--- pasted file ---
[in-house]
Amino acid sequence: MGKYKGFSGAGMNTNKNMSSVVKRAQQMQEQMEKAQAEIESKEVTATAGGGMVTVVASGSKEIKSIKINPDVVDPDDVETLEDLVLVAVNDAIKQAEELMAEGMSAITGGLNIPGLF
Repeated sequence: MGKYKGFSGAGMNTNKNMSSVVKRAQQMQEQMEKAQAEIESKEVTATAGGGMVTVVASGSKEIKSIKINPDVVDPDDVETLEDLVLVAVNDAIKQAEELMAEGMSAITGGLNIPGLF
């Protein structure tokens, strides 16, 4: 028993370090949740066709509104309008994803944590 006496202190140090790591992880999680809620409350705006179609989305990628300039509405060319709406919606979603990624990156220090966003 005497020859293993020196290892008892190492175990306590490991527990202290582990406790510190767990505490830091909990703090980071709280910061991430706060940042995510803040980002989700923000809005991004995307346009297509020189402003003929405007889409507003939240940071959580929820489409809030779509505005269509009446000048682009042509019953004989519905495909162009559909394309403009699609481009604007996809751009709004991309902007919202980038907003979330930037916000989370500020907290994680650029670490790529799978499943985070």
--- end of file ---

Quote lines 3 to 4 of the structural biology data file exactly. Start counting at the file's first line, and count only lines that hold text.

Repeated sequence: MGKYKGFSGAGMNTNKNMSSVVKRAQQMQEQMEKAQAEIESKEVTATAGGGMVTVVASGSKEIKSIKINPDVVDPDDVETLEDLVLVAVNDAIKQAEELMAEGMSAITGGLNIPGLF
């Protein structure tokens, strides 16, 4: 028993370090949740066709509104309008994803944590 006496202190140090790591992880999680809620409350705006179609989305990628300039509405060319709406919606979603990624990156220090966003 005497020859293993020196290892008892190492175990306590490991527990202290582990406790510190767990505490830091909990703090980071709280910061991430706060940042995510803040980002989700923000809005991004995307346009297509020189402003003929405007889409507003939240940071959580929820489409809030779509505005269509009446000048682009042509019953004989519905495909162009559909394309403009699609481009604007996809751009709004991309902007919202980038907003979330930037916000989370500020907290994680650029670490790529799978499943985070």